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WASHINGTON, George (1732-1799). Manuscript document in a se...

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WASHINGTON’S APPOINTMENT OF THE FIRST SURVEYOR GENERAL

WASHINGTON, George (1732-1799). Manuscript document in a secretarial hand, signed (“G. Washington”), as the first President of the United States, Philadelphia, 13 May 1796, countersigned by Timothy Pickering, Secretary of State. One page, oblong 4to (267 x 356 mm), on vellum, with paper presidential seal, docketed on verso, creased from folding. WASHINGTON APPOINTS FIRST SURVEYOR GENERAL. Simeon De Witt (1756-1834) was Geographer and Surveyor General of the Continental Army during the American Revolution and Surveyor General of the State of New York for fifty years until his death. In 1796, Washington nominated and appointed De Witt to become Surveyor General of the United States, but De Witt turned down the nomination. Washington wrote to Thomas Jefferson describing De Witt as “extremely modest, sensible, sober, discreet, and deserving of favors. He is esteemed a very good mathematician”. Despite the praise, Jefferson never adopted any of De Witt’s proposals during his presidency.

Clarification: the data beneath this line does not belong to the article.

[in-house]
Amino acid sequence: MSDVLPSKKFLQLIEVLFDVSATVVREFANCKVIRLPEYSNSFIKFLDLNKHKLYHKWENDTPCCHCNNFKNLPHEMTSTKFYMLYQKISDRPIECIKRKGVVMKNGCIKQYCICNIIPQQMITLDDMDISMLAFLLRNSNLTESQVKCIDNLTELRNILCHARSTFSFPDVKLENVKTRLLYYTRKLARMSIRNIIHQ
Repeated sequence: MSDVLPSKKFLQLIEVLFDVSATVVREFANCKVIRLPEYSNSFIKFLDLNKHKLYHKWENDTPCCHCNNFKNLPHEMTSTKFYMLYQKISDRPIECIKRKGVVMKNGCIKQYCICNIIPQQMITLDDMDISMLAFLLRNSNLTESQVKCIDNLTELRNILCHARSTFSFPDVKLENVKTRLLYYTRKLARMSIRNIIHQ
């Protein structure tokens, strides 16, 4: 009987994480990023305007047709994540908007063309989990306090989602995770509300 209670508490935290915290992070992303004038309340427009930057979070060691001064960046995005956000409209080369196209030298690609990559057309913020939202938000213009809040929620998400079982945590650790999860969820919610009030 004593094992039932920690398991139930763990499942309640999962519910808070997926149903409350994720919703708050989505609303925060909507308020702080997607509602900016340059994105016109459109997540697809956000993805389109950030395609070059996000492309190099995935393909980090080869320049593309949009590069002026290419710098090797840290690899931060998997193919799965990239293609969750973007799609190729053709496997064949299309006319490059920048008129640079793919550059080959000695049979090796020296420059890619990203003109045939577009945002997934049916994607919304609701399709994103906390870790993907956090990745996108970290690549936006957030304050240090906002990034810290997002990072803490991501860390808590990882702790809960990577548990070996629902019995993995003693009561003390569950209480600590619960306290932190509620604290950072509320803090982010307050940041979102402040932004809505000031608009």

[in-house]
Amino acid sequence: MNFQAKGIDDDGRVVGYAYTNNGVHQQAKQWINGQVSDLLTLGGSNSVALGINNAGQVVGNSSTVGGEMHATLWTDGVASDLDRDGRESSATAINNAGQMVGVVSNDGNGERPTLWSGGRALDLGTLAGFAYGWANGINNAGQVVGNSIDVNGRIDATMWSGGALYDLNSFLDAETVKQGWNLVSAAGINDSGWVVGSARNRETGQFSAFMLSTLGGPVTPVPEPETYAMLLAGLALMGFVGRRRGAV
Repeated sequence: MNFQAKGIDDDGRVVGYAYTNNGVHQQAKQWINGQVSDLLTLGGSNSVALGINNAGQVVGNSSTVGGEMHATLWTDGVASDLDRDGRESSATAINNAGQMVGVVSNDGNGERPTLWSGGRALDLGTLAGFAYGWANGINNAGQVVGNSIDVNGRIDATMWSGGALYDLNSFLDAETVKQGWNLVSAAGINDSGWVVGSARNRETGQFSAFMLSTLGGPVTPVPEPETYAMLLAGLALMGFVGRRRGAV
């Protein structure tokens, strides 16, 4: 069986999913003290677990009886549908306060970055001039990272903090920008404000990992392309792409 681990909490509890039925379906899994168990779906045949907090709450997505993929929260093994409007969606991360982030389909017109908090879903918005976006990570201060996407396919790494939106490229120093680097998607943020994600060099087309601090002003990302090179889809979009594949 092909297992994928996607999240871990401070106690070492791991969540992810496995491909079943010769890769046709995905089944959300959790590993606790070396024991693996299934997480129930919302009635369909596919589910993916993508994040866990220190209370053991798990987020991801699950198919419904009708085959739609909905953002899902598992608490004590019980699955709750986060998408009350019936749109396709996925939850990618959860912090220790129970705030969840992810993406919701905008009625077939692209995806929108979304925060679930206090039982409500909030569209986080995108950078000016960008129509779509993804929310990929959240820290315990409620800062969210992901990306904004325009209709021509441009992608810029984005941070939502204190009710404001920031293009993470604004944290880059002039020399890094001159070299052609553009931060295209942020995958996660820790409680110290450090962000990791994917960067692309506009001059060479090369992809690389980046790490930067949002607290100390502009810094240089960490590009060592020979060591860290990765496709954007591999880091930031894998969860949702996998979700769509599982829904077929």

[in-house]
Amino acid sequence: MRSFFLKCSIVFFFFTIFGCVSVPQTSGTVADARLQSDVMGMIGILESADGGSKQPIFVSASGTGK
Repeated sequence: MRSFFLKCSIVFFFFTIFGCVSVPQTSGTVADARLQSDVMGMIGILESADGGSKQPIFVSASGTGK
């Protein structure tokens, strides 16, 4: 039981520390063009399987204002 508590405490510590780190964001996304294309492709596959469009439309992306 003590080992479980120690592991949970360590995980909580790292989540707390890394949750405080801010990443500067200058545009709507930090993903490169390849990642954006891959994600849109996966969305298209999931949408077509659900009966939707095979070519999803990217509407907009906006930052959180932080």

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[ translate ]

WASHINGTON’S APPOINTMENT OF THE FIRST SURVEYOR GENERAL

WASHINGTON, George (1732-1799). Manuscript document in a secretarial hand, signed (“G. Washington”), as the first President of the United States, Philadelphia, 13 May 1796, countersigned by Timothy Pickering, Secretary of State. One page, oblong 4to (267 x 356 mm), on vellum, with paper presidential seal, docketed on verso, creased from folding. WASHINGTON APPOINTS FIRST SURVEYOR GENERAL. Simeon De Witt (1756-1834) was Geographer and Surveyor General of the Continental Army during the American Revolution and Surveyor General of the State of New York for fifty years until his death. In 1796, Washington nominated and appointed De Witt to become Surveyor General of the United States, but De Witt turned down the nomination. Washington wrote to Thomas Jefferson describing De Witt as “extremely modest, sensible, sober, discreet, and deserving of favors. He is esteemed a very good mathematician”. Despite the praise, Jefferson never adopted any of De Witt’s proposals during his presidency.

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Time, Location
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USA, Chicago, IL
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